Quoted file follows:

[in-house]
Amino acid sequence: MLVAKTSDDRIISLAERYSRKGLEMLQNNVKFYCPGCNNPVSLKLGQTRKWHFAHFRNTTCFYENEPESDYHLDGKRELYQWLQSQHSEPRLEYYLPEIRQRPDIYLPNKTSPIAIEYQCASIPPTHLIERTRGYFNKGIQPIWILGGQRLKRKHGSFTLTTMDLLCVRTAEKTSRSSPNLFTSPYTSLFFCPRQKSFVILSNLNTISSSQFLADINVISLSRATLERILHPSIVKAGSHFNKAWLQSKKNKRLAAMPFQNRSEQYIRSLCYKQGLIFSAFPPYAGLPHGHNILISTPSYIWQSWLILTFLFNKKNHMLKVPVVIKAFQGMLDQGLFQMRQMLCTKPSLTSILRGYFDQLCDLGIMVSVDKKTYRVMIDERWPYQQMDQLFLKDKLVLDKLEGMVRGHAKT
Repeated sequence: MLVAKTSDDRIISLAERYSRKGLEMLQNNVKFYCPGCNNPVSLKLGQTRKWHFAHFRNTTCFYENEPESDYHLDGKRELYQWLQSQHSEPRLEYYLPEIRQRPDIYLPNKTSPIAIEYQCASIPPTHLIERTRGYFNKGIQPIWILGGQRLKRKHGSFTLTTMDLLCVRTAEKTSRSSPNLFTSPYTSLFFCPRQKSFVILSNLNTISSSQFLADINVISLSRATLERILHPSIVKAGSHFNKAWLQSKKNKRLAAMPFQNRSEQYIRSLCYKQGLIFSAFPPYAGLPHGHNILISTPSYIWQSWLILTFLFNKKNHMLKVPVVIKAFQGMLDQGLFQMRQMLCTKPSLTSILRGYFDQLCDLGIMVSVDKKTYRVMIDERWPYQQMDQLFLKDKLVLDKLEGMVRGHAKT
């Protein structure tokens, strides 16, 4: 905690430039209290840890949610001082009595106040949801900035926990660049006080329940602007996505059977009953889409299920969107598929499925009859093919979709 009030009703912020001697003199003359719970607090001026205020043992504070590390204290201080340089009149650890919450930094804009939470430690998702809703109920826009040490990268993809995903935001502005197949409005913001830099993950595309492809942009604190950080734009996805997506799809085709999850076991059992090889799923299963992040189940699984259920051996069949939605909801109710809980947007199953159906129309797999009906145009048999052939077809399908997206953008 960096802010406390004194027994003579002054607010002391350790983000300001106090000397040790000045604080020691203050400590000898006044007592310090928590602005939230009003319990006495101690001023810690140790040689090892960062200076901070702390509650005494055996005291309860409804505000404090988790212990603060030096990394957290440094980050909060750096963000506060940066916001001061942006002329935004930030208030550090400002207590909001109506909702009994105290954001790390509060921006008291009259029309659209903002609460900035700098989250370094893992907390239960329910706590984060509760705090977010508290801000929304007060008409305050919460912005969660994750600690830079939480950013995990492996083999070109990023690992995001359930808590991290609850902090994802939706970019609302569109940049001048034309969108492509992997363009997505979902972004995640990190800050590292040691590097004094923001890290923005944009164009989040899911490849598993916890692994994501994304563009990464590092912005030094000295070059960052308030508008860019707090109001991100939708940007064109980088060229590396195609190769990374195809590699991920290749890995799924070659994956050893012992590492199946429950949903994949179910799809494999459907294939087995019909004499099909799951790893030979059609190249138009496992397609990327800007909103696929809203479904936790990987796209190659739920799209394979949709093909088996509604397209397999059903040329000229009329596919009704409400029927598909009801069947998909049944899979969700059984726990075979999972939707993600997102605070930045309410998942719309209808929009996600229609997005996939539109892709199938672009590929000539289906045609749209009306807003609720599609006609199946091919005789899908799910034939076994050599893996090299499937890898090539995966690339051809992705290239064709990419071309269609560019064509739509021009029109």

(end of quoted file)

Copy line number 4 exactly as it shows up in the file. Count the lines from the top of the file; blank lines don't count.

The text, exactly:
């Protein structure tokens, strides 16, 4: 905690430039209290840890949610001082009595106040949801900035926990660049006080329940602007996505059977009953889409299920969107598929499925009859093919979709 009030009703912020001697003199003359719970607090001026205020043992504070590390204290201080340089009149650890919450930094804009939470430690998702809703109920826009040490990268993809995903935001502005197949409005913001830099993950595309492809942009604190950080734009996805997506799809085709999850076991059992090889799923299963992040189940699984259920051996069949939605909801109710809980947007199953159906129309797999009906145009048999052939077809399908997206953008 960096802010406390004194027994003579002054607010002391350790983000300001106090000397040790000045604080020691203050400590000898006044007592310090928590602005939230009003319990006495101690001023810690140790040689090892960062200076901070702390509650005494055996005291309860409804505000404090988790212990603060030096990394957290440094980050909060750096963000506060940066916001001061942006002329935004930030208030550090400002207590909001109506909702009994105290954001790390509060921006008291009259029309659209903002609460900035700098989250370094893992907390239960329910706590984060509760705090977010508290801000929304007060008409305050919460912005969660994750600690830079939480950013995990492996083999070109990023690992995001359930808590991290609850902090994802939706970019609302569109940049001048034309969108492509992997363009997505979902972004995640990190800050590292040691590097004094923001890290923005944009164009989040899911490849598993916890692994994501994304563009990464590092912005030094000295070059960052308030508008860019707090109001991100939708940007064109980088060229590396195609190769990374195809590699991920290749890995799924070659994956050893012992590492199946429950949903994949179910799809494999459907294939087995019909004499099909799951790893030979059609190249138009496992397609990327800007909103696929809203479904936790990987796209190659739920799209394979949709093909088996509604397209397999059903040329000229009329596919009704409400029927598909009801069947998909049944899979969700059984726990075979999972939707993600997102605070930045309410998942719309209808929009996600229609997005996939539109892709199938672009590929000539289906045609749209009306807003609720599609006609199946091919005789899908799910034939076994050599893996090299499937890898090539995966690339051809992705290239064709990419071309269609560019064509739509021009029109």